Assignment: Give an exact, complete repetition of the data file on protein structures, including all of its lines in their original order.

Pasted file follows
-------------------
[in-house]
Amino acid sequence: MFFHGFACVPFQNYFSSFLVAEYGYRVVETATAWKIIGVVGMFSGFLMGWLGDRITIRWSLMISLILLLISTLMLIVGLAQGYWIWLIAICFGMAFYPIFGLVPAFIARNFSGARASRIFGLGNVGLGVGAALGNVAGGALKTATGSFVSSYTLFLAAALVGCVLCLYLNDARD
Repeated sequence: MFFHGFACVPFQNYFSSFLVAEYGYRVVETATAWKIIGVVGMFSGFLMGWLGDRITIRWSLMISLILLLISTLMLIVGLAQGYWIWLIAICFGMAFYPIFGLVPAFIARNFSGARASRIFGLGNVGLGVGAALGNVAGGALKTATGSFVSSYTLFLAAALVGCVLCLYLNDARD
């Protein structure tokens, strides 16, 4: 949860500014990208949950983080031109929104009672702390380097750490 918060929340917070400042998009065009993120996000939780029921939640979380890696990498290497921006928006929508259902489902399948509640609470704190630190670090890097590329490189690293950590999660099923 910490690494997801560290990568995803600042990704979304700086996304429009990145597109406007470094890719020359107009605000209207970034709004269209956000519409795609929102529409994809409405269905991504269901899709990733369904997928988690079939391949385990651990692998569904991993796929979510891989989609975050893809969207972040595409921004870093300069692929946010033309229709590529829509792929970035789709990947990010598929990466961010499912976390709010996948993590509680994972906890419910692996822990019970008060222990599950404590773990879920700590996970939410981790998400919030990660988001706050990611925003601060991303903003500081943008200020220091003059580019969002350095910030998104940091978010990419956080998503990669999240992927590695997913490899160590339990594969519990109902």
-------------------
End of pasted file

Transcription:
[in-house]
Amino acid sequence: MFFHGFACVPFQNYFSSFLVAEYGYRVVETATAWKIIGVVGMFSGFLMGWLGDRITIRWSLMISLILLLISTLMLIVGLAQGYWIWLIAICFGMAFYPIFGLVPAFIARNFSGARASRIFGLGNVGLGVGAALGNVAGGALKTATGSFVSSYTLFLAAALVGCVLCLYLNDARD
Repeated sequence: MFFHGFACVPFQNYFSSFLVAEYGYRVVETATAWKIIGVVGMFSGFLMGWLGDRITIRWSLMISLILLLISTLMLIVGLAQGYWIWLIAICFGMAFYPIFGLVPAFIARNFSGARASRIFGLGNVGLGVGAALGNVAGGALKTATGSFVSSYTLFLAAALVGCVLCLYLNDARD
């Protein structure tokens, strides 16, 4: 949860500014990208949950983080031109929104009672702390380097750490 918060929340917070400042998009065009993120996000939780029921939640979380890696990498290497921006928006929508259902489902399948509640609470704190630190670090890097590329490189690293950590999660099923 910490690494997801560290990568995803600042990704979304700086996304429009990145597109406007470094890719020359107009605000209207970034709004269209956000519409795609929102529409994809409405269905991504269901899709990733369904997928988690079939391949385990651990692998569904991993796929979510891989989609975050893809969207972040595409921004870093300069692929946010033309229709590529829509792929970035789709990947990010598929990466961010499912976390709010996948993590509680994972906890419910692996822990019970008060222990599950404590773990879920700590996970939410981790998400919030990660988001706050990611925003601060991303903003500081943008200020220091003059580019969002350095910030998104940091978010990419956080998503990669999240992927590695997913490899160590339990594969519990109902």